during spring to mid-summer, late April or May to July, and can 
continue into November or December depending on the seasonal 
temperature and rainfall. Reproduction sometimes increases slightly in 
the fall (Swift et al. 1989; Camm Swift, Department of Biology, Loyola 
Marymount University, pers. comm. 1995). Reproduction takes place when 
temperatures are between 15 to 20 degrees Celsius (60 to 65 degrees 
Fahrenheit) and at salinities of 0 to 25 ppt (Swift et al. 1989; 
Swenson 1994, 1995). Typically, winter rains and cold weather interrupt 
spawning, but in some warm years reproduction may occur all year 
(Goldberg 1977; Wang 1984). Goldberg (1977) showed by histological 
analysis that females have the potential to lay eggs all year in 
southern California, but this rarely has been documented. Length-
frequency data from southern and central California (Swift et al. 1989; 
Swenson 1994, 1995) and analysis of otoliths from central California 
populations (Swift et al. 1997) indicate that tidewater gobies are an 
annual species and typically live 1 year or less.
    We published a proposed rule, with additional background 
information, to remove the northern populations of the tidewater goby 
from the list of endangered and threatened wildlife on June 24, 1999 
(64 FR 33816). The original comment period closed on August 23, 1999. 
Significant new information regarding marine dispersal of tidewater 
gobies was brought to our attention late in the comment period, with 
additional information provided since the closing of that comment 
period. We require time to fully evaluate the information and to 
solicit further peer review of this proposal. We will solicit the 
opinions of appropriate and independent specialists regarding the data, 
assumptions, and supportive information presented for the proposed 
delisting of the tidewater goby per our Interagency Cooperative Policy 
for Peer Review in Endangered Species Act Activities (59 FR 34270).

Public Comments Solicited

    It is our intent that any final action resulting from this proposal 
will be as accurate and as effective as possible. Therefore, we solicit 
comments or suggestions from the public, other concerned governmental 
agencies, the scientific community, industry, or any other interested 
party concerning this proposed rule. Our practice is to make comments, 
including names and home addresses of respondents, available for public 
review during regular business hours. Individual respondents may 
request that we withhold their home address from the rulemaking record, 
which we will honor to the extent allowable by law. There also may be 
circumstances in which we would withhold from the rulemaking record a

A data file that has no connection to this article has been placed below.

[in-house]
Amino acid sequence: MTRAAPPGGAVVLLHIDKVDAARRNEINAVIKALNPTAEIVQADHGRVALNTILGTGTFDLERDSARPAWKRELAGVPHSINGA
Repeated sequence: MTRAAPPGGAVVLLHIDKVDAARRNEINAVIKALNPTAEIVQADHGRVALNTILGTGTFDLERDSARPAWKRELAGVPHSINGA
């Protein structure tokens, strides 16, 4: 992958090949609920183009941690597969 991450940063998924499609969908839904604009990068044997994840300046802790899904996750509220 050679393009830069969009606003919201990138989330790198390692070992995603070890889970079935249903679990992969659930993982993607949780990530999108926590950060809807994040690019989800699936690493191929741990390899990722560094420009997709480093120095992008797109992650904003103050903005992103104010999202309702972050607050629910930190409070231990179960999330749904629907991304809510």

respondent's identity, as allowable by law. If you wish us to withhold 
your name and/or address, you must state this prominently at the 
beginning of your comment. However, we will not consider anonymous 
comments. We will make all submissions from organizations or 
businesses, and from individuals identifying themselves as 
representatives or officials of organizations or businesses, available 
for public inspection in their entirety. All comments, including 
written and e-mail, must be received in our Ventura Fish and Wildlife 
Office by March 31, 2000. We particularly seek comments concerning:

    (1) Biological, commercial trade, or other relevant data 
concerning any threat (or lack thereof) to this species;
    (2) Additional information concerning the range, distribution, 
and population size of this species; and
    (3) Current or planned activities in the range of this species 
and their possible impacts on this species.

    The final decision on this proposal to delist the northern 
population of the tidewater goby will take into consideration the 
comments and any additional information we receive, and such 
communications may lead to a final regulation that differs from this 
    This rule does not include any collections of information that 
require approval by OMB under the Paperwork Reduction Act.

National Environmental Policy Act

    We have determined that an Environmental Assessment or 
Environmental Impact Statement, as defined under the authority of the 
National Environmental Policy Act of 1969, need not be prepared in 
connection with regulations adopted pursuant to section 4(a) of the 
Act. We published a notice outlining our reasons for this determination 
in the Federal Register on October 25, 1983 (48 FR 49244).

References Cited

    A complete list of all references cited herein is available upon 
request from the Ventura Fish and Wildlife Office (see ADDRESSES 
    Authors: The primary authors of this proposed rule are Grace 
McLaughlin and Carl Benz, Ventura Fish and Wildlife Office (805/644-

    Authority: The authority of this action is the Endangered 
Species Act of 1973, as amended (16 U.S.C. 1531 et seq.).

Elizabeth H. Stevens,
Manager, California/Nevada Operations Office, Fish and Wildlife 
[FR Doc. 00-3524 Filed 2-14-00; 8:45 am]